Boeing began the 757-300 flight test and certification programme on 2 August when the stretched twinjet made a 2h first flight from Renton, Washington.

The maiden flight, which was around a month later than originally planned because of the impact of production-related problems at Renton, was marred only by the loss of the static pressure trailing cone. This prevented the collection of calibrated airspeed data leaving Boeing engineers to guess actual indicated airspeed "within ±5kt", says 757-300 chief project and test pilot Leon Robert.

The cone was lost within the first 45min over the mountains of the nearby Olympic Peninsula where most of the test flight was conducted, adds Robert. The take-off was made at reduced weight of 84,600kg (186,400lb) to compensate for Renton's relatively short runway length. The 55m (179ft)- long -300, representing a 7.1m stretch over the -200, was "overspeed a little bit to gain the necessary clearance on take-off", says Robert. Although V1 (decision speed) is close to that of the -200 (at 113kt), the rotation and climb speeds are "two to four knots" faster at 123kt for Vr and 133kt for V2, he adds.

After climbing to a maximum altitude of 16,000ft, Robert and senior project pilot Jerry Whites conducted an initial assessment of handling qualities with different flap configurations. All tests were made at speeds up to 250kt which will remain the limit until flutter clearance work is completed later this month. "We did work on initial sideslip, approach to stall with initial buffet and some flutter work with rudder-type kicks just to excite different modes and responses," says Robert. "It flies very much like a -200," he adds.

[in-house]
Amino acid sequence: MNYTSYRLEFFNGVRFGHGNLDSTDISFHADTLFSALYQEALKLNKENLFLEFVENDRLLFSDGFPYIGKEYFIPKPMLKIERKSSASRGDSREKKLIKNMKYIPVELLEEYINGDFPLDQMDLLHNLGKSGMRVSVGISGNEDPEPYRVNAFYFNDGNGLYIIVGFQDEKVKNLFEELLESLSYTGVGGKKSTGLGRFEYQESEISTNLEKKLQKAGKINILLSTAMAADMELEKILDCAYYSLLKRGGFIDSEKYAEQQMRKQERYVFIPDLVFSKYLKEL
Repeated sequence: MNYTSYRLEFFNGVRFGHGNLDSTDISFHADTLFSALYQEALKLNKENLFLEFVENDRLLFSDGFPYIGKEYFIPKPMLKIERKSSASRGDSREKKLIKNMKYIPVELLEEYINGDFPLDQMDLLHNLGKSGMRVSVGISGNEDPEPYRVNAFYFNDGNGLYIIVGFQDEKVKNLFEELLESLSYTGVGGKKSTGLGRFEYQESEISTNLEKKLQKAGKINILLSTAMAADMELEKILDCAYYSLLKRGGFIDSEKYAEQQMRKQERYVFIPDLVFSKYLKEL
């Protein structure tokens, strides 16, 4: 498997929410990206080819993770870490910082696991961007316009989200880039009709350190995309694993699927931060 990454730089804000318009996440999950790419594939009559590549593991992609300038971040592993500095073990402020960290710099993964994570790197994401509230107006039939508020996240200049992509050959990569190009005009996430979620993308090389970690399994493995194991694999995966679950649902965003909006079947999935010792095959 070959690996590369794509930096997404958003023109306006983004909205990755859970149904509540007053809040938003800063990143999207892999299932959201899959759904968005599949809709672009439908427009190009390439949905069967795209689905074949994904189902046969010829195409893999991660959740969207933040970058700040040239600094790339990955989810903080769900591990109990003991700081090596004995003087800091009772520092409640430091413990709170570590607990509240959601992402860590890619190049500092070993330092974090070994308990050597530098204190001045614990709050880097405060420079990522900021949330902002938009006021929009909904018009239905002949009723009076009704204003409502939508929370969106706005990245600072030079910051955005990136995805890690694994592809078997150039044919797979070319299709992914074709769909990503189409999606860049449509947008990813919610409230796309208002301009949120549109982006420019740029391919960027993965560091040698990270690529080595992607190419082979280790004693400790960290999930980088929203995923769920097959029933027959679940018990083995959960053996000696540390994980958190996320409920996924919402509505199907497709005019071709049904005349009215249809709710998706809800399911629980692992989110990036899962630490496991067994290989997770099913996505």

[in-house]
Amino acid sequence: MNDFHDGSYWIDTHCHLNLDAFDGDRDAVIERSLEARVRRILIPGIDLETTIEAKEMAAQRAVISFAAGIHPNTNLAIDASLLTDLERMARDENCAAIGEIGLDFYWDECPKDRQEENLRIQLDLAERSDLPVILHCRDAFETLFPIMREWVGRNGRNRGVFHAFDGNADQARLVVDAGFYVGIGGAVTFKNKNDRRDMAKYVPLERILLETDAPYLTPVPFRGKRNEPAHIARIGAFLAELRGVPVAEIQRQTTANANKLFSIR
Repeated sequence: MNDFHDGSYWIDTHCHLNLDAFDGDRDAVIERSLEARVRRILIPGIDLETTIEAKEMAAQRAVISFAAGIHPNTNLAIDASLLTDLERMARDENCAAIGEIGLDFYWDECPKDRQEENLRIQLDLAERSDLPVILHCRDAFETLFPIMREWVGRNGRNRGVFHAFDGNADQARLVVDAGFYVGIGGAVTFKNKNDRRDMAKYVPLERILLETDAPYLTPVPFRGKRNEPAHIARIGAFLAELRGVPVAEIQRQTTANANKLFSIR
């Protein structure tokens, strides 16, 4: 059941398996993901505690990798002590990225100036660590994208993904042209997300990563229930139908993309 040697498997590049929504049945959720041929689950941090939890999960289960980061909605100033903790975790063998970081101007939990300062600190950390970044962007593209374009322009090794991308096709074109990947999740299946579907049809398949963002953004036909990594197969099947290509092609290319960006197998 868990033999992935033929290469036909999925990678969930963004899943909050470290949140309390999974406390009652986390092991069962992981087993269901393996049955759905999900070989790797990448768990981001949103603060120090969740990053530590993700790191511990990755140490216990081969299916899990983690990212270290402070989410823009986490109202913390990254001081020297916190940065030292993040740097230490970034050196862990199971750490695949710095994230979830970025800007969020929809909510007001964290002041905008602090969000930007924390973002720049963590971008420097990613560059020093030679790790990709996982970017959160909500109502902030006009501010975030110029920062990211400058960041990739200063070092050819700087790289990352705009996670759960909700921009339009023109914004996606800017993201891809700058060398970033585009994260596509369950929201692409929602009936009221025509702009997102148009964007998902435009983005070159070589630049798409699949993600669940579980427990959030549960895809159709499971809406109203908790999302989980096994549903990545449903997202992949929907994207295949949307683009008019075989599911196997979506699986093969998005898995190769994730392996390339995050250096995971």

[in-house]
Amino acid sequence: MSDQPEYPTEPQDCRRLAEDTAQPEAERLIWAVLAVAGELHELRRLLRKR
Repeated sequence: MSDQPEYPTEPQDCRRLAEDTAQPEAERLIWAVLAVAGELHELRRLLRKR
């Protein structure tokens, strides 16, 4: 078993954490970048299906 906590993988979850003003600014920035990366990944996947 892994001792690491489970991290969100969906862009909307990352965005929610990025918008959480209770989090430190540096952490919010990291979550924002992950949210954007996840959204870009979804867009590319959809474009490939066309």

The next phase of tests will continue initial handling qualities with more stalls, wind-up turns, full rudder sideslips and varying centre-of-gravity positions. By mid-August, the test team hopes to be working on flutter clearance, which will be undertaken at speeds up to Mach 0.91 (around 400kt plus). At the end of the month the first aircraft, NU701, will make its first visit to Edwards AFB, California where it will undergo runway tests. Robert says the second aircraft, NU721, is also running behind the original schedule and is "four to six weeks behind us" and is now expected to join the programme around October.

The delays to the start of the test flights now mean that even more pressure is on in an effort to meet the January 1999 target delivery date to launch customer Condor.

Source: Flight International